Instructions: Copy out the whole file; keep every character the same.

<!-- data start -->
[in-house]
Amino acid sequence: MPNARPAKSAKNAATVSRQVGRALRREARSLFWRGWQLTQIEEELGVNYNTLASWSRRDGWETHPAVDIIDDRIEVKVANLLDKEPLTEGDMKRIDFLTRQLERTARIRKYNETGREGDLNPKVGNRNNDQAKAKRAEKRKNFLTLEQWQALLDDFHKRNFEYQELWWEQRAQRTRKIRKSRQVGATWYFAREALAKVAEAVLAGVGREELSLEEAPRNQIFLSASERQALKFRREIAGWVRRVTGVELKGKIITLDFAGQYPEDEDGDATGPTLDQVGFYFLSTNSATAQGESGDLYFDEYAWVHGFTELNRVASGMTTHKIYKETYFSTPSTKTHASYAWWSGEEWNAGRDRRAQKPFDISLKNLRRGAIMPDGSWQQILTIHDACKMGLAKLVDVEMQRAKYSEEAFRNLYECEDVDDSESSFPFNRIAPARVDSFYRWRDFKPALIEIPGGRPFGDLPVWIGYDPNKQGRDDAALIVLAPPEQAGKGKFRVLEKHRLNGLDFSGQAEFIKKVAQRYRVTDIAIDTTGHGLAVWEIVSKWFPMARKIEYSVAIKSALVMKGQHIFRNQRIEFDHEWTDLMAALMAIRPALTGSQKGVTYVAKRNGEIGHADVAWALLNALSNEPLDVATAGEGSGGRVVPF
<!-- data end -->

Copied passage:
[in-house]
Amino acid sequence: MPNARPAKSAKNAATVSRQVGRALRREARSLFWRGWQLTQIEEELGVNYNTLASWSRRDGWETHPAVDIIDDRIEVKVANLLDKEPLTEGDMKRIDFLTRQLERTARIRKYNETGREGDLNPKVGNRNNDQAKAKRAEKRKNFLTLEQWQALLDDFHKRNFEYQELWWEQRAQRTRKIRKSRQVGATWYFAREALAKVAEAVLAGVGREELSLEEAPRNQIFLSASERQALKFRREIAGWVRRVTGVELKGKIITLDFAGQYPEDEDGDATGPTLDQVGFYFLSTNSATAQGESGDLYFDEYAWVHGFTELNRVASGMTTHKIYKETYFSTPSTKTHASYAWWSGEEWNAGRDRRAQKPFDISLKNLRRGAIMPDGSWQQILTIHDACKMGLAKLVDVEMQRAKYSEEAFRNLYECEDVDDSESSFPFNRIAPARVDSFYRWRDFKPALIEIPGGRPFGDLPVWIGYDPNKQGRDDAALIVLAPPEQAGKGKFRVLEKHRLNGLDFSGQAEFIKKVAQRYRVTDIAIDTTGHGLAVWEIVSKWFPMARKIEYSVAIKSALVMKGQHIFRNQRIEFDHEWTDLMAALMAIRPALTGSQKGVTYVAKRNGEIGHADVAWALLNALSNEPLDVATAGEGSGGRVVPF